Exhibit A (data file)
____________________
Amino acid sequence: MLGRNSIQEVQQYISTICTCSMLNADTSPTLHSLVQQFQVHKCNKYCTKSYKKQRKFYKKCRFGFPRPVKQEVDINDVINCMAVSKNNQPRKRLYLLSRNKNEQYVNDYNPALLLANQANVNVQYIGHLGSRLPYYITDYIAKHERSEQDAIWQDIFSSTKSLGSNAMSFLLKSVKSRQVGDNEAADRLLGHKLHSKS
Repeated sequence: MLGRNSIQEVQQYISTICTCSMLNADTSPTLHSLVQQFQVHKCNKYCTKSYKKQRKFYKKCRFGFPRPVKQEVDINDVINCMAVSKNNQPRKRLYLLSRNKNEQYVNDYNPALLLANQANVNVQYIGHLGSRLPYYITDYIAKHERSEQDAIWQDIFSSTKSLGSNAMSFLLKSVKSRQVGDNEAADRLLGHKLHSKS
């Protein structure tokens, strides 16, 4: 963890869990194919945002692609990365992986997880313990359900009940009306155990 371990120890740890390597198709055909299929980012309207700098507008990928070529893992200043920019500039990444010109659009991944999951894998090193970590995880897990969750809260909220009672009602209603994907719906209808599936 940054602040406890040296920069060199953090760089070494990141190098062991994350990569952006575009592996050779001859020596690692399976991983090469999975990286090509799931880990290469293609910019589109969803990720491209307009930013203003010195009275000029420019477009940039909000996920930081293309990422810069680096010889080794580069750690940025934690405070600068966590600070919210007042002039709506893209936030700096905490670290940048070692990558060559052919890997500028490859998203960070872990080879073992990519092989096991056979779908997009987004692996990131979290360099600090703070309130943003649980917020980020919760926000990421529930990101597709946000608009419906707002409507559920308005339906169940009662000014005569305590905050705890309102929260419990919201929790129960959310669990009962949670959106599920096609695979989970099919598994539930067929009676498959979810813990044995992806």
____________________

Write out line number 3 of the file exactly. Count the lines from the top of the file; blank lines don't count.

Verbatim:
């Protein structure tokens, strides 16, 4: 963890869990194919945002692609990365992986997880313990359900009940009306155990 371990120890740890390597198709055909299929980012309207700098507008990928070529893992200043920019500039990444010109659009991944999951894998090193970590995880897990969750809260909220009672009602209603994907719906209808599936 940054602040406890040296920069060199953090760089070494990141190098062991994350990569952006575009592996050779001859020596690692399976991983090469999975990286090509799931880990290469293609910019589109969803990720491209307009930013203003010195009275000029420019477009940039909000996920930081293309990422810069680096010889080794580069750690940025934690405070600068966590600070919210007042002039709506893209936030700096905490670290940048070692990558060559052919890997500028490859998203960070872990080879073992990519092989096991056979779908997009987004692996990131979290360099600090703070309130943003649980917020980020919760926000990421529930990101597709946000608009419906707002409507559920308005339906169940009662000014005569305590905050705890309102929260419990919201929790129960959310669990009962949670959106599920096609695979989970099919598994539930067929009676498959979810813990044995992806």